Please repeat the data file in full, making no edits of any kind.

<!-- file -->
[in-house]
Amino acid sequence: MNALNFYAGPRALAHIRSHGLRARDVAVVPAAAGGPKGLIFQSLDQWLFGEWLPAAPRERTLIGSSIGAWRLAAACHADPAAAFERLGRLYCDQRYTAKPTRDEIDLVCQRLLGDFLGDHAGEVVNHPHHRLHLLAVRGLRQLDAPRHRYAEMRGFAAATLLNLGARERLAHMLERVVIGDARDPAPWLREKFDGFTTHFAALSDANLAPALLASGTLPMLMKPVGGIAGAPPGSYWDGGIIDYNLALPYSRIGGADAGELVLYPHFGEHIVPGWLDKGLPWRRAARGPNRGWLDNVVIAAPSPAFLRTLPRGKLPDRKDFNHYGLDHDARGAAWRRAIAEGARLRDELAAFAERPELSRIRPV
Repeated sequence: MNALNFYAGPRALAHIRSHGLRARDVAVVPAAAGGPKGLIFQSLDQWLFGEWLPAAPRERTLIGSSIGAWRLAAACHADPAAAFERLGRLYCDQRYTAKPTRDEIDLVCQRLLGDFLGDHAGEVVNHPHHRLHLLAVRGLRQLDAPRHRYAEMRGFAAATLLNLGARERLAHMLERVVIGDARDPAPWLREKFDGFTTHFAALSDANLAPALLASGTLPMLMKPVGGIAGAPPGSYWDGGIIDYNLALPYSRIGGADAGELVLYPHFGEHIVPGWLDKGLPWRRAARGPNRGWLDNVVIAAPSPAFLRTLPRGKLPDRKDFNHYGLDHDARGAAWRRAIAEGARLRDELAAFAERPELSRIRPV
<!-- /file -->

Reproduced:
[in-house]
Amino acid sequence: MNALNFYAGPRALAHIRSHGLRARDVAVVPAAAGGPKGLIFQSLDQWLFGEWLPAAPRERTLIGSSIGAWRLAAACHADPAAAFERLGRLYCDQRYTAKPTRDEIDLVCQRLLGDFLGDHAGEVVNHPHHRLHLLAVRGLRQLDAPRHRYAEMRGFAAATLLNLGARERLAHMLERVVIGDARDPAPWLREKFDGFTTHFAALSDANLAPALLASGTLPMLMKPVGGIAGAPPGSYWDGGIIDYNLALPYSRIGGADAGELVLYPHFGEHIVPGWLDKGLPWRRAARGPNRGWLDNVVIAAPSPAFLRTLPRGKLPDRKDFNHYGLDHDARGAAWRRAIAEGARLRDELAAFAERPELSRIRPV
Repeated sequence: MNALNFYAGPRALAHIRSHGLRARDVAVVPAAAGGPKGLIFQSLDQWLFGEWLPAAPRERTLIGSSIGAWRLAAACHADPAAAFERLGRLYCDQRYTAKPTRDEIDLVCQRLLGDFLGDHAGEVVNHPHHRLHLLAVRGLRQLDAPRHRYAEMRGFAAATLLNLGARERLAHMLERVVIGDARDPAPWLREKFDGFTTHFAALSDANLAPALLASGTLPMLMKPVGGIAGAPPGSYWDGGIIDYNLALPYSRIGGADAGELVLYPHFGEHIVPGWLDKGLPWRRAARGPNRGWLDNVVIAAPSPAFLRTLPRGKLPDRKDFNHYGLDHDARGAAWRRAIAEGARLRDELAAFAERPELSRIRPV